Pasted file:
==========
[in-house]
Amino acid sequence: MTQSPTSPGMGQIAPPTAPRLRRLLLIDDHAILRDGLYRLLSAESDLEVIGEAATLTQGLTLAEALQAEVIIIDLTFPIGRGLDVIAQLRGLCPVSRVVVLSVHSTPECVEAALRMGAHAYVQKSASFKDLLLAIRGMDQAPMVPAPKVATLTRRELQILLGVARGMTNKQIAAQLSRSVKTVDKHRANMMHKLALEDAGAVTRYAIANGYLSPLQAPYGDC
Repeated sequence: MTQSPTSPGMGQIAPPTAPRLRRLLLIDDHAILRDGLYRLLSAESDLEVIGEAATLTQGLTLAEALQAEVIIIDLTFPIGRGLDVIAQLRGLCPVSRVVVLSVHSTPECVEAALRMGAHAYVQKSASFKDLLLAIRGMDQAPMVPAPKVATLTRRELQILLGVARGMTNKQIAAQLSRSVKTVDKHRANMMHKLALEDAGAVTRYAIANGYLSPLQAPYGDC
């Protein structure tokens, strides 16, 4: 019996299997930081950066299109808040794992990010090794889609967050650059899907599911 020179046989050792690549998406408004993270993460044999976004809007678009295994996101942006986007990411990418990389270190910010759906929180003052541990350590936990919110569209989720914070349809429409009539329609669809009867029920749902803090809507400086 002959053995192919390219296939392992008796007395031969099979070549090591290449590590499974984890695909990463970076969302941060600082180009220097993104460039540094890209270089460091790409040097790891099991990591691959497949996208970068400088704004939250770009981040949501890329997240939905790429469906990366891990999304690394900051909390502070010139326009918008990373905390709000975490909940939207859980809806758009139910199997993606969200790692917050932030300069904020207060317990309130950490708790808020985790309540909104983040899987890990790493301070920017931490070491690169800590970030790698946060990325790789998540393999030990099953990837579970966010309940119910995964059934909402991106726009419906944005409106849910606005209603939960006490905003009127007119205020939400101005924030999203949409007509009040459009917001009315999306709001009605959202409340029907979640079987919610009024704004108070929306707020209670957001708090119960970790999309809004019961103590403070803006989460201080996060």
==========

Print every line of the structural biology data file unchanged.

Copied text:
[in-house]
Amino acid sequence: MTQSPTSPGMGQIAPPTAPRLRRLLLIDDHAILRDGLYRLLSAESDLEVIGEAATLTQGLTLAEALQAEVIIIDLTFPIGRGLDVIAQLRGLCPVSRVVVLSVHSTPECVEAALRMGAHAYVQKSASFKDLLLAIRGMDQAPMVPAPKVATLTRRELQILLGVARGMTNKQIAAQLSRSVKTVDKHRANMMHKLALEDAGAVTRYAIANGYLSPLQAPYGDC
Repeated sequence: MTQSPTSPGMGQIAPPTAPRLRRLLLIDDHAILRDGLYRLLSAESDLEVIGEAATLTQGLTLAEALQAEVIIIDLTFPIGRGLDVIAQLRGLCPVSRVVVLSVHSTPECVEAALRMGAHAYVQKSASFKDLLLAIRGMDQAPMVPAPKVATLTRRELQILLGVARGMTNKQIAAQLSRSVKTVDKHRANMMHKLALEDAGAVTRYAIANGYLSPLQAPYGDC
């Protein structure tokens, strides 16, 4: 019996299997930081950066299109808040794992990010090794889609967050650059899907599911 020179046989050792690549998406408004993270993460044999976004809007678009295994996101942006986007990411990418990389270190910010759906929180003052541990350590936990919110569209989720914070349809429409009539329609669809009867029920749902803090809507400086 002959053995192919390219296939392992008796007395031969099979070549090591290449590590499974984890695909990463970076969302941060600082180009220097993104460039540094890209270089460091790409040097790891099991990591691959497949996208970068400088704004939250770009981040949501890329997240939905790429469906990366891990999304690394900051909390502070010139326009918008990373905390709000975490909940939207859980809806758009139910199997993606969200790692917050932030300069904020207060317990309130950490708790808020985790309540909104983040899987890990790493301070920017931490070491690169800590970030790698946060990325790789998540393999030990099953990837579970966010309940119910995964059934909402991106726009419906944005409106849910606005209603939960006490905003009127007119205020939400101005924030999203949409007509009040459009917001009315999306709001009605959202409340029907979640079987919610009024704004108070929306707020209670957001708090119960970790999309809004019961103590403070803006989460201080996060």